Tuesday News: book covers, Judy Blume’s new adult novel, trigger warnings, and a 6-year-old self-published author
What is the value of a book cover if fewer and fewer people shop at bookstores? I used to browse St. Mark’s Bookshop looking for covers that caught my eye. It was an exciting way to discover new authors, and design played a huge role. Now, one increasingly encounters books through social media or online recommendations, and the role of the designer might, at first glance, seem diminished.
As I look at the inspired creativity on display among the books published in 2014, however, design feels as relevant as ever. –New York Times
The author’s first adult novel since 1998 is coming out in June. Publisher Alfred A. Knopf announced Monday that the novel “In the Unlikely Event” will be set in the early 1950s in Blume’s native New Jersey and will tell of a series of mysterious plane crashes. –CBS News
But my experience at Harvard over the past couple of years tells me that the environment for teaching rape law and other subjects involving gender and violence is changing. Students seem more anxious about classroom discussion, and about approaching the law of sexual violence in particular, than they have ever been in my eight years as a law professor. Student organizations representing women’s interests now routinely advise students that they should not feel pressured to attend or participate in class sessions that focus on the law of sexual violence, and which might therefore be traumatic. These organizations also ask criminal-law teachers to warn their classes that the rape-law unit might “trigger” traumatic memories. Individual students often ask teachers not to include the law of rape on exams for fear that the material would cause them to perform less well. One teacher I know was recently asked by a student not to use the word “violate” in class—as in “Does this conduct violate the law?”—because the word was triggering. Some students have even suggested that rape law should not be taught because of its potential to cause distress. –The New Yorker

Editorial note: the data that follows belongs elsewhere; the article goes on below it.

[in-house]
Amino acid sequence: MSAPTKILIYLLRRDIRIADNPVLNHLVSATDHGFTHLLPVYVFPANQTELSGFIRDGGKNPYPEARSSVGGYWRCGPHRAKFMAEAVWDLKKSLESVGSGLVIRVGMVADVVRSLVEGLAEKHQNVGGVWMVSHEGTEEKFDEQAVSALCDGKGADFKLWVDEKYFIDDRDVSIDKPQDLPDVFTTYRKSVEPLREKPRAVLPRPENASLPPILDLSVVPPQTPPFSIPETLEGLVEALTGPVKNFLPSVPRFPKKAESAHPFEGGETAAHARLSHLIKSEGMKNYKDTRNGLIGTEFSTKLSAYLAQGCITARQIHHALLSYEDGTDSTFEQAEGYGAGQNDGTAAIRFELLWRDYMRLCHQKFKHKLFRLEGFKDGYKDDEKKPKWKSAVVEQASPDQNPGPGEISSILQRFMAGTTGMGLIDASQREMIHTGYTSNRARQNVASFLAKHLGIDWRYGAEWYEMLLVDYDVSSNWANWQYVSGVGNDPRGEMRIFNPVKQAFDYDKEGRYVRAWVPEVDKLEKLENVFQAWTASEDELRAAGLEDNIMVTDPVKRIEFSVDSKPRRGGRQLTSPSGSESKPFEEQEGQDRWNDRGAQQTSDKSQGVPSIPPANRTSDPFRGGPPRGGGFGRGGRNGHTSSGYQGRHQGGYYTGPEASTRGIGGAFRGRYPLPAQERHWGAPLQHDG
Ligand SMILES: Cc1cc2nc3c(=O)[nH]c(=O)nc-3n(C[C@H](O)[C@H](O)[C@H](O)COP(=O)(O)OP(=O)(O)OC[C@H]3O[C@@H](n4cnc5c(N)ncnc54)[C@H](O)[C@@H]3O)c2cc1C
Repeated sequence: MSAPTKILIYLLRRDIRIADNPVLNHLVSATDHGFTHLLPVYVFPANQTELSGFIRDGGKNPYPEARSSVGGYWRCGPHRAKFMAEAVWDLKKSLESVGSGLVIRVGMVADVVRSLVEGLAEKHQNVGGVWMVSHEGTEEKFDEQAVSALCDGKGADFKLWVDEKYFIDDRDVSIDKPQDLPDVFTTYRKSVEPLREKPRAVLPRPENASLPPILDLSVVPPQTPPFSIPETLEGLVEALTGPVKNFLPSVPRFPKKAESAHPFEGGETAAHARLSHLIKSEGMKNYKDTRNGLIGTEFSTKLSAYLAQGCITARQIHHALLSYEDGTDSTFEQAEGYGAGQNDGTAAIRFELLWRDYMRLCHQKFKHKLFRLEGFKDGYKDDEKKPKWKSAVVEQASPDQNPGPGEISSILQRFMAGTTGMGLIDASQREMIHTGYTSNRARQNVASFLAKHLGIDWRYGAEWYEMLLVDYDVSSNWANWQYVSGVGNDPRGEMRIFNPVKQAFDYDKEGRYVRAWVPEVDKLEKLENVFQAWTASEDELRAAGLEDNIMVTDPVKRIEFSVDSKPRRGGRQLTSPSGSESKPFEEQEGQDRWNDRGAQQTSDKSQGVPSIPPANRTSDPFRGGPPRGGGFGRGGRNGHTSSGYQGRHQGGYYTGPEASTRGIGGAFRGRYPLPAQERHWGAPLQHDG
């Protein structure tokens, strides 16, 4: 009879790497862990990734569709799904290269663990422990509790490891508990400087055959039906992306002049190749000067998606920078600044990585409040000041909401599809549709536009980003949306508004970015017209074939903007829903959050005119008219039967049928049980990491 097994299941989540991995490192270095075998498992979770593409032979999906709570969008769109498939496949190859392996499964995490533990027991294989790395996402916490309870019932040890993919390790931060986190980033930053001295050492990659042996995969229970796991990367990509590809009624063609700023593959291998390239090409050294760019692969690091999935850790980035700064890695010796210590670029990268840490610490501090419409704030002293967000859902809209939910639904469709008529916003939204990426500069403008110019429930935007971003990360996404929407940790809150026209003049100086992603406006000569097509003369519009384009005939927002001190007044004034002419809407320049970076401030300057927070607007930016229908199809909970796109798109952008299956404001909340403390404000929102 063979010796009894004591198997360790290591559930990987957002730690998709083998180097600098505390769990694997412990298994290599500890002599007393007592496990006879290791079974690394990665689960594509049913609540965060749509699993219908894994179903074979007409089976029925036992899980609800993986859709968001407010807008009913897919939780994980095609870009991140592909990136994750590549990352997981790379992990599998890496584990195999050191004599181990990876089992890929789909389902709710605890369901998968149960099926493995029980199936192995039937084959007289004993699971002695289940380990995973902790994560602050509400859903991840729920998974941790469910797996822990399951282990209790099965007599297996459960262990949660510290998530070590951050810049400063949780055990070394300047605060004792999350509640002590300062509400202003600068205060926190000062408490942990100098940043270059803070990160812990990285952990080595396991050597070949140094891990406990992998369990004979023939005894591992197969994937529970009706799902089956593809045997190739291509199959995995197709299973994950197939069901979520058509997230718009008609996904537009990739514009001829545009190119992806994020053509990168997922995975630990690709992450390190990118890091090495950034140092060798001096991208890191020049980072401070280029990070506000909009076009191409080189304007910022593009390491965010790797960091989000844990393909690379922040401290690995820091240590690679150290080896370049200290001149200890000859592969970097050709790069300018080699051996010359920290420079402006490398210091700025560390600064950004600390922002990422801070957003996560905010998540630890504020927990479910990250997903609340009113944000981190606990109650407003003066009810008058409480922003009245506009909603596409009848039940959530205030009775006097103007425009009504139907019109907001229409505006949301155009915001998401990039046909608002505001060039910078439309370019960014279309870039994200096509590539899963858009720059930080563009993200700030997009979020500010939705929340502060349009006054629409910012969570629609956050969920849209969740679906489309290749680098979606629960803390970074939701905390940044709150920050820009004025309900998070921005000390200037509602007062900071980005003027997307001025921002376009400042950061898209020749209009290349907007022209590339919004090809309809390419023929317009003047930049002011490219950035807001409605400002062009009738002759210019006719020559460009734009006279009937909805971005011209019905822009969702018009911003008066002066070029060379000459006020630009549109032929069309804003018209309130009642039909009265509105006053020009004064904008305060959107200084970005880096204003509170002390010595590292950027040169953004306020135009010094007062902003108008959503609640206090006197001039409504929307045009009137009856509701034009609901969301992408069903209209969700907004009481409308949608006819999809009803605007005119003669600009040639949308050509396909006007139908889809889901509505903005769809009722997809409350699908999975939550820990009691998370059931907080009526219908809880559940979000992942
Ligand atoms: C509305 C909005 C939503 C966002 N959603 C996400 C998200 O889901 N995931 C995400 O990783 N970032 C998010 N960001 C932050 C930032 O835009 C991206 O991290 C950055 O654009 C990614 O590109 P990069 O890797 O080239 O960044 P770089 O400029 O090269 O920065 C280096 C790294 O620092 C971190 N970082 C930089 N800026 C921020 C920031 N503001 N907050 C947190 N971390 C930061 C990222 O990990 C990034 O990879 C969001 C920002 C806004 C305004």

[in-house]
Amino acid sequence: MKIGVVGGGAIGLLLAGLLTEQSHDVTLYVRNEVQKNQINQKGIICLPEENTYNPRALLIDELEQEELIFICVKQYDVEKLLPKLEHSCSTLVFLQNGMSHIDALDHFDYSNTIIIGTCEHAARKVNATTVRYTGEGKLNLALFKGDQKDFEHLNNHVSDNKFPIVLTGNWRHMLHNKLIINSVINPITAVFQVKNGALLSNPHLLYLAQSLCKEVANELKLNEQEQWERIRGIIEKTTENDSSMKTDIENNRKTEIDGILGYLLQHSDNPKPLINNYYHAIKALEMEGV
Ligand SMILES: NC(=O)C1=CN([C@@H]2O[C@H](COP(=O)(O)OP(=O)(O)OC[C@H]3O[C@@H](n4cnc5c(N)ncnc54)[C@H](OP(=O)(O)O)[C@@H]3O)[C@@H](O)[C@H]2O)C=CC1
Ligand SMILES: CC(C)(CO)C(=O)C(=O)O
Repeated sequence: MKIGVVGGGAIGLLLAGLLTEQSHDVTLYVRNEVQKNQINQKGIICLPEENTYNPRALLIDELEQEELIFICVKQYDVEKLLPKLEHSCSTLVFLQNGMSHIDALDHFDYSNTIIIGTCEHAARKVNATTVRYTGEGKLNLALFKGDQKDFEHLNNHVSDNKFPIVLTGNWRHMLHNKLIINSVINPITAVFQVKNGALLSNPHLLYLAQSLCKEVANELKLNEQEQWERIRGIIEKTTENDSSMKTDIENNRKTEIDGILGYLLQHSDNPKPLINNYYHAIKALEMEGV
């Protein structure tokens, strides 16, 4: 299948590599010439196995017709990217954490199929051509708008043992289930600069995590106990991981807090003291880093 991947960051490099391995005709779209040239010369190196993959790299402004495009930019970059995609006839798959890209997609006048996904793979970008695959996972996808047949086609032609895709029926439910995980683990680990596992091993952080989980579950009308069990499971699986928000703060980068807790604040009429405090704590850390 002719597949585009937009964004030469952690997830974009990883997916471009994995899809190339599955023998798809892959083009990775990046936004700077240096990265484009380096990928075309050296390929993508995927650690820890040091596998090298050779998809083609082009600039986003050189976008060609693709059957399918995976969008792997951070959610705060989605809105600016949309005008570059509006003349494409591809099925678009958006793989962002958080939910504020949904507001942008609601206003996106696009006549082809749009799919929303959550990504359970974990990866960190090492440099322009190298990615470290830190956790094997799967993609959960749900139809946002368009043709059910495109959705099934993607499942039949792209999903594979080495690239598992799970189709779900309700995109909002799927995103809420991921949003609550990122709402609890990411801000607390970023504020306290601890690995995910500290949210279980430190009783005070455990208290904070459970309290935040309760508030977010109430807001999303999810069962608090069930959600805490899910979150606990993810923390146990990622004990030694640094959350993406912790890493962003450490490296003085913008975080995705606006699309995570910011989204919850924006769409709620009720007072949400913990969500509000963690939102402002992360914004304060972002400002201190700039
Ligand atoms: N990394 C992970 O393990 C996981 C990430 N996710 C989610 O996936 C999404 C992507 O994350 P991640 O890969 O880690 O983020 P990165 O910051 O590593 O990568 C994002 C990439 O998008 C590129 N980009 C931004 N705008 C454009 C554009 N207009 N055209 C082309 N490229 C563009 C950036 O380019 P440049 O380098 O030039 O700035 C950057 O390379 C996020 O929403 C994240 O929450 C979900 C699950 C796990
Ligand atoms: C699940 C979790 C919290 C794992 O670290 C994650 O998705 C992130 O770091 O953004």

Beginning at a school event in November 2012, Dylan sold 200 copies of his book plus 100 custom wrapped chocolate bars (donated by Whole Foods Market), making over $5,000 in just hours. Then, Dylan and best friend Jonah held a book reading and signing at a Barnes & Noble bookstore, attracting attention from local media and landing them appearances on CBS’ The Doctors, Headline News’ Raising America, Fox News’ Fox & Friends, The Today Show in Australia, an interview with Chelsea Clinton for NBC Nightly News with Brian Williams, and ABC World News with Diane Sawyer. The boys have also appeared in print on numerous websites, in newspapers and magazines. To date, nearly 25,000 copies of Dylan’s book have sold in over 60 countries worldwide, helping Dylan reach his $1 million goal in just two years. But Dylan says won’t stop until Jonah is cured. –Chocolate Bar Book